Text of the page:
Unless you’re doing something awfully specialized, I’d bet most of your code doesn’t explicitly use binary in it. Most of what you’re writing is probably closer to human languages, and if there’s any binary involved, it’s beneath layers of abstraction. But I think it’s still a useful topic to cover as it lets you learn a bit more about numerical systems, and a bit about boolean logic.

Binary is the name we use for the base-2 numeral system, and it has only two symbols: 0 and 1. Compare this to the more common decimal, or base-10, system with ten symbols: 0, 1, 2, 3, 4, 5, 6, 7, 8, and 9.

Like decimal, binary also uses a positional system. In decimal, if you add 1 to 8, that position will be incremented to 9. If you then add 1 again, you need to move over one position to the left, increment that position by 1, and let the first position get set back to 0, to make 10. Each time a position reaches 9 and needs to be incremented, that position will wrap back around to zero, and the excess will be placed in the positions to the left of it. Binary does this as well, but because there are only two symbols to work with, it wraps around frequently, and as a result, and compared to decimal numbers representing the same value, binary numbers end up being quite long.

The left side is decimal numbers up to 10, and on the right are the binary equivalents. As you can see, you’re need to carry the one a lot. By the time decimal needs to add a new position, binary has already been using three extra positions. But there are a few patterns we can grab out of this. First, look at the instances and values where a new position is added in binary.

At 2, 4, and 8, we need to add a whole new position. This chart is getting rather big already, but if this continued, new positions would be added at 16, 32, 64, 128, … Or that is, for every power of 2, a new position would be added. With that information, let’s try adding 2 and 4 in binary, or that is 10+100.

Pretty straight forward addition, mostly dropping the 1’s down into place, and the result is 110. But if we compare this answer to the chart above, we can see that 6 is 110 in binary, so the value is remaining consistent between the two systems. We could then add a 1, in binary and decimal, and we’d have 7 and 111. We could then interpret 111 to equivalent to 100+10+1, or 4+2+1. If this pattern continues, with each place representing a new power of 2, it could be laid out like this:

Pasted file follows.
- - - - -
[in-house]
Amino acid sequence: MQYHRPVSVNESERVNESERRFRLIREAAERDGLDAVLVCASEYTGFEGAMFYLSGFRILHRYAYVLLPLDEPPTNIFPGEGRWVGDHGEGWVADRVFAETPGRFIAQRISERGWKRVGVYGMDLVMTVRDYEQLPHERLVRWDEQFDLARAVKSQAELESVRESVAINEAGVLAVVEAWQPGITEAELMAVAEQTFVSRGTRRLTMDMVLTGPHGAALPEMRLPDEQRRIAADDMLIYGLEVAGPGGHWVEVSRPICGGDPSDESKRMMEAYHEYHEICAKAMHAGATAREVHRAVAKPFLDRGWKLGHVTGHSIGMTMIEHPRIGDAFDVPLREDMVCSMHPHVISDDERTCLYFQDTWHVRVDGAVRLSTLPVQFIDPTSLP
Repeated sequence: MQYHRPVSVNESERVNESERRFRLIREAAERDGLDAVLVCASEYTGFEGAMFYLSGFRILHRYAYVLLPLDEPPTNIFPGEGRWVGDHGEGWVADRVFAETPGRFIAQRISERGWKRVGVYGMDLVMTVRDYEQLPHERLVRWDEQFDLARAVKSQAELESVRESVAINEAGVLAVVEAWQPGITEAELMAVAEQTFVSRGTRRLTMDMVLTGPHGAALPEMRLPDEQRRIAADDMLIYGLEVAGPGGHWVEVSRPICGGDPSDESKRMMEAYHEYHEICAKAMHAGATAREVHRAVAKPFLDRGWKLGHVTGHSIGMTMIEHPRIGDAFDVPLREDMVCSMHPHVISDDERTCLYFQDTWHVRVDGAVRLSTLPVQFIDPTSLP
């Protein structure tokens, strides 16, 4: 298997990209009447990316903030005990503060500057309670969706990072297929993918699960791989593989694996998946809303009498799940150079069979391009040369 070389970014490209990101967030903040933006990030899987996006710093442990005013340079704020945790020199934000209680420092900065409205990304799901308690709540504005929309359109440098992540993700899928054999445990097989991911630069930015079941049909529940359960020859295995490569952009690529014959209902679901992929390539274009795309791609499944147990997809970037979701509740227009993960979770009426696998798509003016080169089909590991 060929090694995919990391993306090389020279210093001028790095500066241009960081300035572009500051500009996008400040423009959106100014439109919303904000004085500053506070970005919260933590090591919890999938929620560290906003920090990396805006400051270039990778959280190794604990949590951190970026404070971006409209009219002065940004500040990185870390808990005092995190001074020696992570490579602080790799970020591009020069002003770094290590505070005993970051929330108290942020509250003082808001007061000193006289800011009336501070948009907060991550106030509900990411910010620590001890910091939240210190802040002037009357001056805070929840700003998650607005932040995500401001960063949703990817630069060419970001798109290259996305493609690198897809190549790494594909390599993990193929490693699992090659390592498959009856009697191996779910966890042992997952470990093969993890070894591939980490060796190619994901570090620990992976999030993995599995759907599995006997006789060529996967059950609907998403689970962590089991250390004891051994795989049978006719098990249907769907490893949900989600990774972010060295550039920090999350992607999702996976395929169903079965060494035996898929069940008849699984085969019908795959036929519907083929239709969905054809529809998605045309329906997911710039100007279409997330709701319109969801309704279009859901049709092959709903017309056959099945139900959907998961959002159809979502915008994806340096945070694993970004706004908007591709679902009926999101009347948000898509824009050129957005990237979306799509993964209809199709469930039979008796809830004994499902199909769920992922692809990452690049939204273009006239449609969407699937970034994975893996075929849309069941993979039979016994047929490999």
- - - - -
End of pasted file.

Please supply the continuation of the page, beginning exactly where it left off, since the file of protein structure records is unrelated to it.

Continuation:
A simple table, with a power of two for each column, and the 1’s and 0’s acting as true or false as whether or not that column should be counted. In this case, there are 1's in the columns for 2³ and 2¹, or 8 and 2. Added together those equal 10, and if we check the table from earlier, we can see that 10 is equal to 1010 in binary. There is an extra zero in the example above, making it 01010, but because it doesn’t change the value any, it is equivalent to 1010. Let’s try a longer table and try this with a larger number.

Our number for the example will be 350, and we want to figure out its equivalent in binary. What we’re really trying to do is figure out what combination of powers of 2 will add up to be 350, and there’s a pretty easy way of doing this: subtraction. For each column, we’ll try subtracting the power of 2 from the number we’re working on. If result is less than zero, that column will get a 0 in it, and we’ll skip to the next column. If not, we’ll place a 1 in that column, and then the resulting difference will be the new number to work with for the next column.

For the first column, 2⁸ is 256, and 350–256 is greater than zero. So, a 1 will go in the first column, and 350–256=94, so our new working number is 94.

Next, 2⁷ is 128, and 94–128 is less than zero. For this column, we’ll leave it zero, and move to the next column.

2⁶ is 64, and 94–64 is greater than zero, so we’ll mark the column with a 1, and our new working number will be 94–64, or 30.

2⁵ is 32, and 30–32 is less than zero, so this column gets a 0, and we continue to the next column.

2⁴ is 16, 30–16 is greater than zero, so mark it 1, and the new number is 14.

2³ is 8, 14–8 is greater than zero, add a 1, and 6 is the new number.

2² is 4, 6–4 is greater than zero, add a 1, and we’re left with 2.

2¹ is 2, and 2–2 is zero. At this point, we’ll mark this column with a 1, and then we can fill the rest of the columns in with 0’s, because we would be trying to subtract the remaining columns from zero, and that will always be less than zero.

To double check our work, we can check which columns have 1’s and add up those values to see if they equal 350. In this case, we have 2⁸+2⁶+2⁴+2³+2²+2¹, or 256+64+16+8+4+2, which does equal 350. With that, we’ve verified that 350 in binary is 101011110.